Them, created by Little Marvin, tells the story of the Emory family which moves to Compton, California for the sake of a better life. But upon reaching there, they learn that it is a predominantly White neighborhood notorious for pushing out African-Americans from there. In addition to dealing with that, the family also has to face their own demons from their past and possibly something supernatural as well. The show is powered by exceptional performances from its cast, mind-blowing in-camera visual effects, and plot beats with present-day parallels that will definitely get under the viewer’s skin.
Disclaimer: This review of Them is based on the first two episodes of the show that were screened at the SXSW Film Festival 2021.
I live in India. So, I am in no way equipped to talk about the African-American experience in any way. So, let me set the stage a little differently because discrimination is universal. Recently, a Muslim boy in India was beaten up brutally by a Hindu man for drinking water from a temple. After the attacker was arrested, Hindus came out in support and spun a story that the Muslim boy was there to steal. In another part of India, the use of loudspeakers for prayers in mosques has been banned by the authorities. And this is only a small fraction of the discrimination the Muslim community faces while the mainstream media and those in power state that there’s no such thing as Islamophobia and also justify their bigotry by saying that the things that they’re doing are for the “betterment of the country”. It’s this othering that Them is all about.
The web series is co-produced by Sony Pictures Television and Amazon Studios is created by Little Marvin. The directors involved are Nelson Cragg, Craig William Macneill, Ti West, Janicza Bravo, and Daniel Stamm, and the episodes are written by Marvin, Dominic Orlando, Francine Volpe, Christina Ham, David Matthews, and Seth Zvi Rosenfeld. It is executive produced by Lena Waithe, Don Kurt, Miri Yoon, David Matthews, and Roy Lee of Vertigo Entertainment, and its associated producers are Lee Frost and Liya Gao. The cinematography is by Xavier Grobet, editing by David Kashevaroff, music by Mark Korven, Randall Poster, and Meghan Currier, production design by Tom Hammock, costume design by Mari-An Ceo, casting by Junie Lowry Johnson and Libby Goldstein, VFX by Hnedel Maximore, and Art Codron, and special effects coordination by Roy K. Cancino. And it features Deborah Ayorinde, Ashley Thomas, Shahadi Wright Joseph, Melody Hurd, Alison Pill, and more.
I think that Them is going to be compared with other horror IPs that have depicted the African American experience like Get Out, Us, His House, and Lovecraft Country. And with that comparison will come the dumbass critique that it’s unrealistic. Well, let me talk a little bit about that without hopefully spoiling the show. When something like Them uses horror as its base, it attempts to emulate the feeling of being discriminated against by the majority community instead of reading out the definition of what discrimination means from the dictionary. Racists are monsters but they don’t literally look like the ones we’ve read about in fairy tales. But to those who face their wrath, they look like those monsters as well. So, what’s the point behind “humanising” them? The plain answer is that there are none and every racist piece of shit needs to depicted as the monster that they are under their human skin.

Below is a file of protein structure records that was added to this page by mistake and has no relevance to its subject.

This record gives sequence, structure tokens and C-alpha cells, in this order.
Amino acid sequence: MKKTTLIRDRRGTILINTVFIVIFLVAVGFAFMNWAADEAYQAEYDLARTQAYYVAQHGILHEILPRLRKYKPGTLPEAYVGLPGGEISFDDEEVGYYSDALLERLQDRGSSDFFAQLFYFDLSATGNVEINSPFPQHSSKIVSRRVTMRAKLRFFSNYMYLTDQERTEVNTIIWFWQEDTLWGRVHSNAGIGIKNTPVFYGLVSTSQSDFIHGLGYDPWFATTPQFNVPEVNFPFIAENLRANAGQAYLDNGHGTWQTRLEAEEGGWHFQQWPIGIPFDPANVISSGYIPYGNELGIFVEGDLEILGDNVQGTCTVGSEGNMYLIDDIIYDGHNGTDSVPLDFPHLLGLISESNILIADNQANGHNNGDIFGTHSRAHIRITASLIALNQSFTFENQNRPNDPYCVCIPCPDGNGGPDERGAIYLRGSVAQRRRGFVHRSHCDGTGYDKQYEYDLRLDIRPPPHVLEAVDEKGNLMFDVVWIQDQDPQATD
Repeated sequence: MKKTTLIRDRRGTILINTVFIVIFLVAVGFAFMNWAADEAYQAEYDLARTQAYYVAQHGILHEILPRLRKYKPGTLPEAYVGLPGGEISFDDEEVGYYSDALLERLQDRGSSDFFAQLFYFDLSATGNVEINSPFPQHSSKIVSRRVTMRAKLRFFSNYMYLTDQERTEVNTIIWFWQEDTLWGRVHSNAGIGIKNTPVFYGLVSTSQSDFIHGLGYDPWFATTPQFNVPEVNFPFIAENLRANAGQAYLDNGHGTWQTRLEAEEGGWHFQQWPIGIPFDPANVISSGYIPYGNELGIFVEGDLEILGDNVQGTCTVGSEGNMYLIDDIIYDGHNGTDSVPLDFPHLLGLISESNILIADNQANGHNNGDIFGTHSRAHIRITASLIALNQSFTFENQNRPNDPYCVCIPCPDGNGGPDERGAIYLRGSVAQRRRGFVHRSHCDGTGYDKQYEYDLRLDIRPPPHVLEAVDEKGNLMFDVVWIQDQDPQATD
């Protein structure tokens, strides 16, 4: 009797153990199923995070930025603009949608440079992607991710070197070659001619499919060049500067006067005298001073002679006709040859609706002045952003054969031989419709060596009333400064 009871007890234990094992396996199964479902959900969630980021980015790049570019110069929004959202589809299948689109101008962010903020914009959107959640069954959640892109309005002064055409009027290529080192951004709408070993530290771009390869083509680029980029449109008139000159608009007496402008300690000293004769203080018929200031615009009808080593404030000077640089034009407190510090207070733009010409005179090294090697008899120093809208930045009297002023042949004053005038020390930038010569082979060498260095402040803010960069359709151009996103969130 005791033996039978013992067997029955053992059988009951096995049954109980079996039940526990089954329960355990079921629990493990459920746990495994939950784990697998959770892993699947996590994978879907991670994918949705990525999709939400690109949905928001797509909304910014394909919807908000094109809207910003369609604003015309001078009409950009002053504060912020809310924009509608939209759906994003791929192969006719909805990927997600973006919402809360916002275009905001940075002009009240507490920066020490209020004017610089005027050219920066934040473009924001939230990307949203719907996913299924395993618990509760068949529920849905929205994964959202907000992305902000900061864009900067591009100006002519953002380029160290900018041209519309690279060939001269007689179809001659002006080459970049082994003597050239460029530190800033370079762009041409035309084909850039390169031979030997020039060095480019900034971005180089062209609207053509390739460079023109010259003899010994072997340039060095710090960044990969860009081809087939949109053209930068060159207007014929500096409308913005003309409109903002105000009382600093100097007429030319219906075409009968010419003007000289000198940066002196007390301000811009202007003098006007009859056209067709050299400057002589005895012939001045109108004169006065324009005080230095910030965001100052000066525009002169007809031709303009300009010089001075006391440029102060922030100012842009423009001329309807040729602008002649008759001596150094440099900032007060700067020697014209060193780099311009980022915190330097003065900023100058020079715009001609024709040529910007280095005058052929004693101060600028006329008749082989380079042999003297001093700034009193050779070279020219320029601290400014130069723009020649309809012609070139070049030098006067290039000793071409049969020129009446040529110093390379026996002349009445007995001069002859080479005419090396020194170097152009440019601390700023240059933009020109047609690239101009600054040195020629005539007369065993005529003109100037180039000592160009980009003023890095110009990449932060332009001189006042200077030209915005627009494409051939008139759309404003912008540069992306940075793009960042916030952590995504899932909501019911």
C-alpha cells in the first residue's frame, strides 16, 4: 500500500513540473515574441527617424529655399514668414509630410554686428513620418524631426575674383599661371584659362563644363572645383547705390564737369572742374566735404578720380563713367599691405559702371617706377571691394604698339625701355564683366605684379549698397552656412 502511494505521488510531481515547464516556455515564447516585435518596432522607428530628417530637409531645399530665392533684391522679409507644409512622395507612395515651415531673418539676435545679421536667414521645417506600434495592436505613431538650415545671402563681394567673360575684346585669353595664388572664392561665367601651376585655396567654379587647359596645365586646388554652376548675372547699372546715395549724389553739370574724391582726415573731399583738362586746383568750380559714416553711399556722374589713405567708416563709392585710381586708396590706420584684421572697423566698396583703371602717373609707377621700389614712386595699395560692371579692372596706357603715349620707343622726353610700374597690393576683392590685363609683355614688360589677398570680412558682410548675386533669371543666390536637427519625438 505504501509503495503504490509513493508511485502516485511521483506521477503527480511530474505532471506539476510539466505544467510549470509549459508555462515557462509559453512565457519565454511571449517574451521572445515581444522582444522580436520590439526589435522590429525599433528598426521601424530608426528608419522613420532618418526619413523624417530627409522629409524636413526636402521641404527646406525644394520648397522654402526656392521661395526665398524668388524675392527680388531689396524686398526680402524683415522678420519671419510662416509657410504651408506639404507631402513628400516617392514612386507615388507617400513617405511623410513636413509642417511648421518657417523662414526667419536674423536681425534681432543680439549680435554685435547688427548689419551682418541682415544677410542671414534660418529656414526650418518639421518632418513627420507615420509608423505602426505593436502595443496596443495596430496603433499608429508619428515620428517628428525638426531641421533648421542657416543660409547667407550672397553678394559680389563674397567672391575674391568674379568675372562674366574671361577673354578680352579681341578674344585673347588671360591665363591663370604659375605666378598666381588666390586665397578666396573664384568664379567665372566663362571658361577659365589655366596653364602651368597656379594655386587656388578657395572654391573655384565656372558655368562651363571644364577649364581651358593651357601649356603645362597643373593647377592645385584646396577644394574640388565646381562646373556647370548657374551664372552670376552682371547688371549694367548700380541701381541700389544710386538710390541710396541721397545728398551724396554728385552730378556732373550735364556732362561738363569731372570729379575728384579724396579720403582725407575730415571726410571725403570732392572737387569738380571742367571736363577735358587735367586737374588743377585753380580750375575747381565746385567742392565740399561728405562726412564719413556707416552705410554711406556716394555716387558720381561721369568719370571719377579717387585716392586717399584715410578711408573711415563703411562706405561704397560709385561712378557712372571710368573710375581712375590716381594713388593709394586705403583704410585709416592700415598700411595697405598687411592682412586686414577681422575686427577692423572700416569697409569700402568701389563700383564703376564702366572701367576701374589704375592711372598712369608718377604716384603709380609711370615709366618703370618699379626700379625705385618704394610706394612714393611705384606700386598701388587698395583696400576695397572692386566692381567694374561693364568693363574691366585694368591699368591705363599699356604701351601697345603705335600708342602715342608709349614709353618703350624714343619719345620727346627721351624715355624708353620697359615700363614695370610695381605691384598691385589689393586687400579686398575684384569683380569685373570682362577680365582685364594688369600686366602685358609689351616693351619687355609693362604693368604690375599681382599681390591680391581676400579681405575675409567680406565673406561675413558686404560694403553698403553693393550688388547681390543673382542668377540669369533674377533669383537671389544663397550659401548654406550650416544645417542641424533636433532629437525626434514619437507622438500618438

When you see White people or any bigoted community, from their perspective, of course, they are going to seem fine. Because they’ve rationalised their behaviour. But when you see them from any other point of view, my lord is it annoying as well as scary. I get it, it was like that in the ’50s. Are you going to say that it’s any different now when you see the United States of America through the lens of the Black Lives Matter movement and the recent rise in Asian hate crimes over there? I don’t think so. However, Them sends a hard-hitting message to counter that: no more running. The odds might be against you, every single day might be hard as hell, and it might seem like you’re living your nightmare every day, but running will make it worse. You have to stand your ground and even if more don’t join you, your resolve will grow stronger.
Deborah Ayorinde, Ashley Thomas, Shahadi Wright Joseph, and Melody Hurd’s performances are mind-blowing. There is a pie-eating sequence that you should look out for. It’s going to wreck you if you have a functional heart. I was legit holding my face in my hands because the emotions in those frames were too hard to digest. The production design is immaculate. Marvin is clearly not afraid to swing for the fences with his visual storytelling. The camera moves in such dynamic ways. There are so many split diopter shots. The colour-grading is so perfect (I know these are basic stuff that you should expect from a show or a movie. But if you have seen as many movies and shows as I have, you’ll know that they are actually pretty hard to come by). I am not a big fan of the jump scares in it. I prefer the unsettling altercations and moments of psychological torture more.
I am desperate to see the rest of the episodes of Them. I think that its relevance is very evident and you can say that there have been many movies and shows like it. But here’s the problem: racists still exist. If racism vanished from the face of the Earth and filmmakers were still making movies and shows about racism, maybe I would’ve said that we have seen enough. However, it is not going, man. And from the looks of it, it’s not going to go away very soon. So please, let’s have more movies and shows like Them until we as a species decide to bring an end to discrimination of all sorts.
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Cover artwork by Bhavya Poonia/Mashable India
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